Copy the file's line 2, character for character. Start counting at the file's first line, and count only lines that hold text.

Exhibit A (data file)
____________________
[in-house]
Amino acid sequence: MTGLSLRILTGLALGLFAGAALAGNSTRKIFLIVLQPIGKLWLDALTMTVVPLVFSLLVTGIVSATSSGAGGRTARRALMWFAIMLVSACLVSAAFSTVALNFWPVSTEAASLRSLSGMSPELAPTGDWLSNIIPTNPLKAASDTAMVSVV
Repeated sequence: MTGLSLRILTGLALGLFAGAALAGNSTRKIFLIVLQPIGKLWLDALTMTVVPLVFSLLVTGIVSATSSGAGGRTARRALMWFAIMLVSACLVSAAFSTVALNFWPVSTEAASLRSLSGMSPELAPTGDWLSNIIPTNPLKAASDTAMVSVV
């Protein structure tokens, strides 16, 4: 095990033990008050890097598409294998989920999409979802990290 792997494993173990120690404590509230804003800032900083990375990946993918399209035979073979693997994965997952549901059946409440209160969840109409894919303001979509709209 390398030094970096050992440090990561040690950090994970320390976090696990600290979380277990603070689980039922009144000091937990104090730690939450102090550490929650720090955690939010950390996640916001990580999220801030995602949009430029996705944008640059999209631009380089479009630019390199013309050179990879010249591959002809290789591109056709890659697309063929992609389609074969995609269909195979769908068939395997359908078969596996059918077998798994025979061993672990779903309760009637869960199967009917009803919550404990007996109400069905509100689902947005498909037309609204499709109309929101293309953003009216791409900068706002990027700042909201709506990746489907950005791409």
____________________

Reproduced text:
Amino acid sequence: MTGLSLRILTGLALGLFAGAALAGNSTRKIFLIVLQPIGKLWLDALTMTVVPLVFSLLVTGIVSATSSGAGGRTARRALMWFAIMLVSACLVSAAFSTVALNFWPVSTEAASLRSLSGMSPELAPTGDWLSNIIPTNPLKAASDTAMVSVV